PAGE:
The Eating Adventures team loves exploring Hong Kong to find the weirdest and tastiest food. Here is the our ultimate guide of 15 of the weirdest foods that you can find in Hong Kong. Turtle jelly, snake soup, chicken testicles, geoduck, horse sashimi and more!
Where to find the Best Dim Sum in Guangzhou
In Guangzhou you are spoilt for choice when in comes to Dim Sum. With a mixture of both traditional and contemporary varieties, fresh ingredients and highly skilled chefs, you will find quality and diversity that far exceeds other cities.
Here is a list of our favourite places for Yum Cha in Guangzhou!
Things to do in Guangzhou | The best sightseeing, food and cultural experiences in Guangzhou
A locals guide to the best things to do in Guangzhou. See why we love this city so much. The best food in china, Canton Tower, authentic culture, Guangzhou Opera House, temples and more.
Once you have finished exploring Mongkok, we recommend those of you who are adventurous to spend a day in Sham Shui Po, one of Hong Kong's least visited districts, with more street markets, computer centres, historic buildings and great food. Eating adventures also offers food tours in Sham Shui Po.
Things to do in Mongkok | Insiders guide
Mongkok, insanely overcrowded, humid as hell and full of interesting things to do. Once famous for its criminal activity, Mongkok has one of the highest population densities in the world. Today the atmosphere on the ground is vibrant. For shoppers, Mongkok has both luxury malls and street markets. For foodies, Mongkok may be the highlight of your trip to Hong Kong with abundant street food, desserts and local eateries. Put on a pair of comfortable walking shoes and go get lost in the amazing maze that is Mongkok.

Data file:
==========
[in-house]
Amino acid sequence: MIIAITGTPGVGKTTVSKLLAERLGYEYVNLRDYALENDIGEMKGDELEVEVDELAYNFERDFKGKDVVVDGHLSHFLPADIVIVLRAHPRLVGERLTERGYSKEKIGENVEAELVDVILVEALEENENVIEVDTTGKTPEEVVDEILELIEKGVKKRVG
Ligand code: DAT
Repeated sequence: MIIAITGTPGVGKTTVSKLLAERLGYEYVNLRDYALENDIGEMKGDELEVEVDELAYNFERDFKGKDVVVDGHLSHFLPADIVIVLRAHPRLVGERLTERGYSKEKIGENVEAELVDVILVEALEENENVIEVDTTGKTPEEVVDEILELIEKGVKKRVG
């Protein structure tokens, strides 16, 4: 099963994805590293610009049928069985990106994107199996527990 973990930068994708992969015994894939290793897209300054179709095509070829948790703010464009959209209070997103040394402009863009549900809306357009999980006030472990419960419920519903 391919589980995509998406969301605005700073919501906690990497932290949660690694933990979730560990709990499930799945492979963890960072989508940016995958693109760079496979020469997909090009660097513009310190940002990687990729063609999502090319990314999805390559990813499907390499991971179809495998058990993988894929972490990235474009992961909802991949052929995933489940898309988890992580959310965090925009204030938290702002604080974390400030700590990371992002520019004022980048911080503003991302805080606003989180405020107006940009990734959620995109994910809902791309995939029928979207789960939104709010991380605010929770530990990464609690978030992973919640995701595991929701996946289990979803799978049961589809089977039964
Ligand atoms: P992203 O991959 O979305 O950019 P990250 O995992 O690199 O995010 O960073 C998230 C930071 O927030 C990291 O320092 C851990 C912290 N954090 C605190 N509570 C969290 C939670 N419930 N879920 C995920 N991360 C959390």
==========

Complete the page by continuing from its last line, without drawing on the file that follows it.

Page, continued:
Markets, Markets and more Markets
Address: Tung Choi Street, Mongkok
Hours: 12pm – 11pm daily (some stalls only open later in the afternoon)
Closest MTR: Mongkok Station, exit E2
Ladies market is a tourists favourite for cheap clothing, souvenirs and accessories. Located in Tung Choi Street, and covering roughly a kilometre, there are hundreds of stalls making for an entertaining stroll. The ladies market is a bit of a tourist trap, so come prepared to bargain.
The market was the first of 20 in Kowloon to be accredited as a “Hawker Accreditation Area” by the Hong Kong government in 1975. It is referred to as the Ladies Market as originally it sold clothing and accessories targeted at ladies. Now days however you can find a wide range of goods being sold for everyone.
Temple Street Night Market
Address: Temple Street, Yau Ma Tei
Hours: 4pm till late (some stalls open earlier)
Closest MTR: Yau Ma Tei Exit C / Jordan Exit A
For the best night market in Hong Kong, make your make your way to the temple street night market. Here you will find clothing, CDS, souvenirs, fake watches, fortune tellers and food. Just like the ladies market, come here ready to bargain as the stallholders are waiting for naïve tourists. An interesting place for a stroll, but you are in Hong Kong for serious shopping, you will find better quality and prices elsewhere.
The Temple street night market has its origins in the 1920s when hawkers sold food and goods to people congregating outside the temple. The market has developed and changed since then, and in more recent times the focus has become tourists.
Mongkok Wet Market
Location: Canton road, Mongkok
Closest MTR: Mongkok station exit c4
If you are a true foodie, this market is a must visit. One of the largest and most impressive wet markets in Hong Kong, you will find a full range of fresh produce being sold here. And when we say fresh, that means still alive for most of the seafood and even the chickens. Besides an amazing display of seafood, you will also find fresh fruit, vegetables, tofu factories and traditional Chinese herbs and medicines. Try some of the local delicacies as you stroll the market. This market is also great for photographers. What we like best about this market is that it caters primarily to locals, which is perfect for people who want to see authentic Hong Kong. For a guided tour of this market, join an Eating Adventures Kowloon Food Tour.